Sep 10, 2009

Ponzi, To Be or Not :o)

Most people who try direct sales soon give up. After expenses, including the cost of buying inventory and transportation to make sales calls, most people end up earning $10 to $15 per hour, typically working fewer than 20 hours per week. These people earn a median wage of $2,400 annually. If you are really good at selling, you can up this to the neighborhood of $30,000 annually by working a 40+ week. Only 10% make direct sales a full time job.

What is meant by direct sales, you might ask [waiting patiently for a question....]? Thanks for asking, companies in this category are Mary Kay, Avon, Fuller Brush, Tupperware, Pampered Chef, Amway, and others.

So if you are thinking of making a foray into this market, make sure you do your research and soul searching to make sure you what it takes to make it work. I speak from direct experience, in High School and early College, I was an Amway distributor, and while had some great tax breaks and some meager income, I was never on track to be a Diamond in the rough.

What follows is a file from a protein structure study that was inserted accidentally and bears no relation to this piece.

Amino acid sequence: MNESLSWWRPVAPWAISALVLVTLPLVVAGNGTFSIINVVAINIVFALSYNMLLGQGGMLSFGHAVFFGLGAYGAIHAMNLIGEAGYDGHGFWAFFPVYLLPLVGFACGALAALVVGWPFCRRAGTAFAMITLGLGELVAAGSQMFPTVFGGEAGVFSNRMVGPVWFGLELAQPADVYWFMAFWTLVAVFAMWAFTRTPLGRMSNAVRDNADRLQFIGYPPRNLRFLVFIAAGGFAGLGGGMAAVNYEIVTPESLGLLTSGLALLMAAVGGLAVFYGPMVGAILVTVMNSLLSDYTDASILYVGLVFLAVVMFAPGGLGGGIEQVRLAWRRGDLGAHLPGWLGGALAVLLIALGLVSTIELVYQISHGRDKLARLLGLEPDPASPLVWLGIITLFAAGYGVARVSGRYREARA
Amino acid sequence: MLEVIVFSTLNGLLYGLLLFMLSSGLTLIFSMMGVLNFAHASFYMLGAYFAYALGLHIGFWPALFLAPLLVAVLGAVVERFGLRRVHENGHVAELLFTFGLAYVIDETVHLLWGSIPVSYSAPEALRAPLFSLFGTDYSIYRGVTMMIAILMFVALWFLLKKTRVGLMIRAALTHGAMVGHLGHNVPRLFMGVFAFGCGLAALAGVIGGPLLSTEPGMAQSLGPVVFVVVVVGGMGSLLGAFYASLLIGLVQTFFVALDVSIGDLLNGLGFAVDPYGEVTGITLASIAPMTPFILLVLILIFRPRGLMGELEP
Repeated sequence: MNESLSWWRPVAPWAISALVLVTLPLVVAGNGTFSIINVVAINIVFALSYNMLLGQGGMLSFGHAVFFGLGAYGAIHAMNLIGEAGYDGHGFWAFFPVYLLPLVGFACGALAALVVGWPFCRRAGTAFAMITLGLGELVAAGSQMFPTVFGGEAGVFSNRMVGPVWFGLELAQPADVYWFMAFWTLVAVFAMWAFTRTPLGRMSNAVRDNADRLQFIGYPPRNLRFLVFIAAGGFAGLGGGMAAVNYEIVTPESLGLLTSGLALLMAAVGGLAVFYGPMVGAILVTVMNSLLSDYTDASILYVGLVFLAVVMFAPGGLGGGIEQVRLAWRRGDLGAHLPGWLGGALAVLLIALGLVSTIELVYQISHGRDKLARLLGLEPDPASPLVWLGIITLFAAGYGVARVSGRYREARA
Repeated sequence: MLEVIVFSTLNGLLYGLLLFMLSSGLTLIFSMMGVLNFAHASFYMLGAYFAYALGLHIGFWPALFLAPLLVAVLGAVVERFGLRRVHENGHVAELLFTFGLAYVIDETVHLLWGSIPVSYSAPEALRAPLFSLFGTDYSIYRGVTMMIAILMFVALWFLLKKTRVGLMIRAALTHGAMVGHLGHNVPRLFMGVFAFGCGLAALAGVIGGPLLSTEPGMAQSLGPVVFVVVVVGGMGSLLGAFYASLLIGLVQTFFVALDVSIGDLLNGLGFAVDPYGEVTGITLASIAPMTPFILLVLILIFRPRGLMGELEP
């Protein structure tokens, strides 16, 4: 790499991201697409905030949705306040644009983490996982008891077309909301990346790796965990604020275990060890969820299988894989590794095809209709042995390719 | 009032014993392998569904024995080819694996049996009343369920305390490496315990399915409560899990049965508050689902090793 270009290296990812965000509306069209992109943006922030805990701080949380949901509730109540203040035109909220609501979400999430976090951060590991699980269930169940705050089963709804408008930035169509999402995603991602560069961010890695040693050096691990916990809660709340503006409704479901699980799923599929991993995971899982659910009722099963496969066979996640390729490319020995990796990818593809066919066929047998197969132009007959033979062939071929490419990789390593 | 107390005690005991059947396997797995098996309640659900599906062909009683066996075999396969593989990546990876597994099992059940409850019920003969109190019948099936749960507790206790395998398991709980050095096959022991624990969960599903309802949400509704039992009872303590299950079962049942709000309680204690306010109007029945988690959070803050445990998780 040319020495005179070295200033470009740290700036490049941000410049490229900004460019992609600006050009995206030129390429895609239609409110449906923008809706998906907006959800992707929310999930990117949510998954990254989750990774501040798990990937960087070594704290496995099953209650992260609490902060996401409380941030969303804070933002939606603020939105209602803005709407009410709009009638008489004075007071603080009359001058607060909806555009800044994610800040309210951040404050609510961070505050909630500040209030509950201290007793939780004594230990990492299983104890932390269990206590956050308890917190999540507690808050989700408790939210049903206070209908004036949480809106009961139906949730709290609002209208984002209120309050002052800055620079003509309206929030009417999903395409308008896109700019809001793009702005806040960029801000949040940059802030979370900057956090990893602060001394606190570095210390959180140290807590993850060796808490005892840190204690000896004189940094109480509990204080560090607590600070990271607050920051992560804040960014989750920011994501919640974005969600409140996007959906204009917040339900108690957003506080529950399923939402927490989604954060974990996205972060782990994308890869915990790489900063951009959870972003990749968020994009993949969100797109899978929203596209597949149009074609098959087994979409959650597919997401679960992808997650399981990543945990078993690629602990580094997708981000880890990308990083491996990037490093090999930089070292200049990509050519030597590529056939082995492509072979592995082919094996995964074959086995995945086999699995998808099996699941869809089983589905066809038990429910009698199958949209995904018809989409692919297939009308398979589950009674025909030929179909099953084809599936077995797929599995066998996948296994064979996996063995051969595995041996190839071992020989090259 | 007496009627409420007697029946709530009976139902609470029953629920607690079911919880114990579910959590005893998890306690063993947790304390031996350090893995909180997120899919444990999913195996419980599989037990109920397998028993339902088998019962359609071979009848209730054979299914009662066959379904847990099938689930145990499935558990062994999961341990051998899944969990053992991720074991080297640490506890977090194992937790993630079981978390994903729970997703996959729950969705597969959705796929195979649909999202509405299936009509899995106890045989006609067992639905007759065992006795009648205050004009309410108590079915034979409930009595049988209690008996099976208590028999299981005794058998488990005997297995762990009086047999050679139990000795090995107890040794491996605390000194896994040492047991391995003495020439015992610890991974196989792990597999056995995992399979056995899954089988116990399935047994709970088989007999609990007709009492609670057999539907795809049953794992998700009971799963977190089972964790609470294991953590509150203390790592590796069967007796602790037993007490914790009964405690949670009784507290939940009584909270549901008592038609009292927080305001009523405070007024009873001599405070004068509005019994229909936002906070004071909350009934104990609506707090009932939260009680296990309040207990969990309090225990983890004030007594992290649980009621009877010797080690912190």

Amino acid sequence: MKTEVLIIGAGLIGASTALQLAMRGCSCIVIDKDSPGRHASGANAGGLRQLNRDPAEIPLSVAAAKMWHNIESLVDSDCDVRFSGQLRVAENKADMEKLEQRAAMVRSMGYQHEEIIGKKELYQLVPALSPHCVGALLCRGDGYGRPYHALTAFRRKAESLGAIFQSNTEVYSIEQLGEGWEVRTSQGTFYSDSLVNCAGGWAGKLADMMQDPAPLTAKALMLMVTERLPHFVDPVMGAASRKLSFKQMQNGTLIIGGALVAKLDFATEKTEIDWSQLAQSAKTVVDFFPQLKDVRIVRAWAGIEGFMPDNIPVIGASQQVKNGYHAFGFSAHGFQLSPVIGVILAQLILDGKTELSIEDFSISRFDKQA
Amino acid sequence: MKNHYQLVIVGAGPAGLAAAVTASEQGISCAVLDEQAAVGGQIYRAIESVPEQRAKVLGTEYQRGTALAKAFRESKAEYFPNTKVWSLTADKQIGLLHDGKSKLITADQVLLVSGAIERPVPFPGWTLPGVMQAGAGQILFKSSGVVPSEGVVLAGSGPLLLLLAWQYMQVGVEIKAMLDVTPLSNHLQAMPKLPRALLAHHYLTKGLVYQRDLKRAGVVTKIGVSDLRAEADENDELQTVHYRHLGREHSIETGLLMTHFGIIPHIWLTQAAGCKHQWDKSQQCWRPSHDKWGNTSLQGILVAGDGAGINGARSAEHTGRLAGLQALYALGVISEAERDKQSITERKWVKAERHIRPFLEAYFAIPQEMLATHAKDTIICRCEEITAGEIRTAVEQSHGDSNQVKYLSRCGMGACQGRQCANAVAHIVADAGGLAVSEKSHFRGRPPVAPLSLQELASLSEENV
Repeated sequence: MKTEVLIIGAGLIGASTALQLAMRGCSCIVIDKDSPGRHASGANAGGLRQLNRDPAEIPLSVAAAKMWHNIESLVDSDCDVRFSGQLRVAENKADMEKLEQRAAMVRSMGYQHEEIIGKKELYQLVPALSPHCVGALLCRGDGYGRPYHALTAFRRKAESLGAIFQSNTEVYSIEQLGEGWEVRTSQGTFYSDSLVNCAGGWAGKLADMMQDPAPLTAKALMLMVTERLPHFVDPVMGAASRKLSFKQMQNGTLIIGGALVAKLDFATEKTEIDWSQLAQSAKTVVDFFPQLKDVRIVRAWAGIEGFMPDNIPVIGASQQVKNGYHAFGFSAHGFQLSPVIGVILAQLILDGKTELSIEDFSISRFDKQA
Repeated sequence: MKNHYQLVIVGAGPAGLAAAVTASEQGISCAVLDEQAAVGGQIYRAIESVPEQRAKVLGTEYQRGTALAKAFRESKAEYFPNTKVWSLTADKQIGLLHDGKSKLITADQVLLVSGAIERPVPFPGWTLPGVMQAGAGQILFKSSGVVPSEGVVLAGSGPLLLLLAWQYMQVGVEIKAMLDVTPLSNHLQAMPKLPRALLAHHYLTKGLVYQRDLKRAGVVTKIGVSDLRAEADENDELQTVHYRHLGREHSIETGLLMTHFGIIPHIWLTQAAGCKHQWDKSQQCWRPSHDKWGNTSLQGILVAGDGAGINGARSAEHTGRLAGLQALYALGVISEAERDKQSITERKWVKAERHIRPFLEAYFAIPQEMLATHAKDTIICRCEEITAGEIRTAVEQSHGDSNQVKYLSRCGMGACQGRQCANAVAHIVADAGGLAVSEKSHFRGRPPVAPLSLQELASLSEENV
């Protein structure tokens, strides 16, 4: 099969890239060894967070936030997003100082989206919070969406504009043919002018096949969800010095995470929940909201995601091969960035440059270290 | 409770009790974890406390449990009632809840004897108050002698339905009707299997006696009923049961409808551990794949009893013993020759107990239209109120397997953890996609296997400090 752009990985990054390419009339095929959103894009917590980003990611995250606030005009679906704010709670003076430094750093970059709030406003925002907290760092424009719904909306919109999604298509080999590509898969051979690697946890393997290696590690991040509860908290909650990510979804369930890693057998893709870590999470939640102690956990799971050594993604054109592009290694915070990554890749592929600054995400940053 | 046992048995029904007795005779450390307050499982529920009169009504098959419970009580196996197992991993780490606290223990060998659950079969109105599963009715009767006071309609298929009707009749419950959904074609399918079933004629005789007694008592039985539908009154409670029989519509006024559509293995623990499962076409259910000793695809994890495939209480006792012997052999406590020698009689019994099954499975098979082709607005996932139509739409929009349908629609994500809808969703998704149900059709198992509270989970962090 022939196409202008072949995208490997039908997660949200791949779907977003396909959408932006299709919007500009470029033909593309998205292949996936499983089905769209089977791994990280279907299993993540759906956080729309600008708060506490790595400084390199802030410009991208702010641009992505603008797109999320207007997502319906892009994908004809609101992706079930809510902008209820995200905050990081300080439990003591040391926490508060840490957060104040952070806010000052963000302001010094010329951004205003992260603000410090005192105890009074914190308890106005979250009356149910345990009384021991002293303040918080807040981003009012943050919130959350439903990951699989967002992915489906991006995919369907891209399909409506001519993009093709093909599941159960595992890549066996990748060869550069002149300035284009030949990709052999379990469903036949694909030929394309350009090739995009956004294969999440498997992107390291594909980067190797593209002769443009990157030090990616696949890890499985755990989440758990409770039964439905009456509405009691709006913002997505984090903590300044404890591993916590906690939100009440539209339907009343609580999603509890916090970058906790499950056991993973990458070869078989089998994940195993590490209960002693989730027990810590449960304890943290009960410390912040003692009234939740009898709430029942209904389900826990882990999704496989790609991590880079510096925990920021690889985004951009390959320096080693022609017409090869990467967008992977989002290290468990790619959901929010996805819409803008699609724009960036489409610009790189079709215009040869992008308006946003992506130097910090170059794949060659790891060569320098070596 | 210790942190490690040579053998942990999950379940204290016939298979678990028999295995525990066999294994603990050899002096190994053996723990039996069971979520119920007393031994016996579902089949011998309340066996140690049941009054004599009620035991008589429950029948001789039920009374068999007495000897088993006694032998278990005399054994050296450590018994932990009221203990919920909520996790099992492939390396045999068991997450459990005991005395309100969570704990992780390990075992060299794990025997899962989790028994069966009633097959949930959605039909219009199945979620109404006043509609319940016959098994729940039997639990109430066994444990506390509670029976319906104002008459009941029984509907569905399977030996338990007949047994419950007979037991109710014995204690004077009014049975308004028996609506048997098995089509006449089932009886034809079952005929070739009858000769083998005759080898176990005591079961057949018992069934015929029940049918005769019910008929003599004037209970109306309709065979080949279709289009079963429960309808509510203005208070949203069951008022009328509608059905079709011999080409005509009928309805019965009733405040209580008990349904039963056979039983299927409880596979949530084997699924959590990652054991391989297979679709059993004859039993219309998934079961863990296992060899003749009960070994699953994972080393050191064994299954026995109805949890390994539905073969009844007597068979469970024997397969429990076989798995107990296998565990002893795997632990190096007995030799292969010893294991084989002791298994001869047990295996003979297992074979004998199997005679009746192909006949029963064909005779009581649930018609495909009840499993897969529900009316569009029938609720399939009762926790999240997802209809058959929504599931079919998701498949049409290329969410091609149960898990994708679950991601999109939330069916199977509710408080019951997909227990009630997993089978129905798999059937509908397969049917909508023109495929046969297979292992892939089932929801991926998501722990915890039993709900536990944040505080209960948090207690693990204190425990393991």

Beware of things that sound too good to be true, because they usually are not true :o)


  1. I like your PoliFact side bar. As far as the direct sales jobs, I never saw that as an option. It always seemed like there was some 'up front' costs and I would always see people struggle with excess products, particularly Amway folks.

    And they were always trying to sell you on something, seizing on the slimmest thread to make a pitch about whatever they had at home. Or it could be something they had in their brochure at home. Whatever, it made for uncomfortable moments, even if they were just an occasional friend.

  2. What a timely entry for me Ken. I just had a person try their hardest to convince me to sell a horse related product. Of course being "under them" they would reap more benefit than I would. I am the only person I know buying this product! It's a great product but I don't know that many people with horses and if I do they aren't going to spend this kind of $$$ of a supplement.

  3. I've never had any desire to get into any such scheme. Because of that "if it seems too good to be true" thing.

  4. The real story behind Amway is the tool scam, check it out:

  5. Thanks for explaining alot of this crapola. BTW I have to be a nit-picker here: it's "If it seems too good to be true, it usually is." Get it? It's too good to be true. Meaning not true. Meaning I'm talking too much lol.

  6. Great post. Amway is a scam.

  7. dear Ken
    I think people can gather how difficult it is to "break through" by just the sweat of their brow and the sweat of everyone they sponsor!
    please come by


Tell Me What You Think, Don't Make me go Rogue on you :o)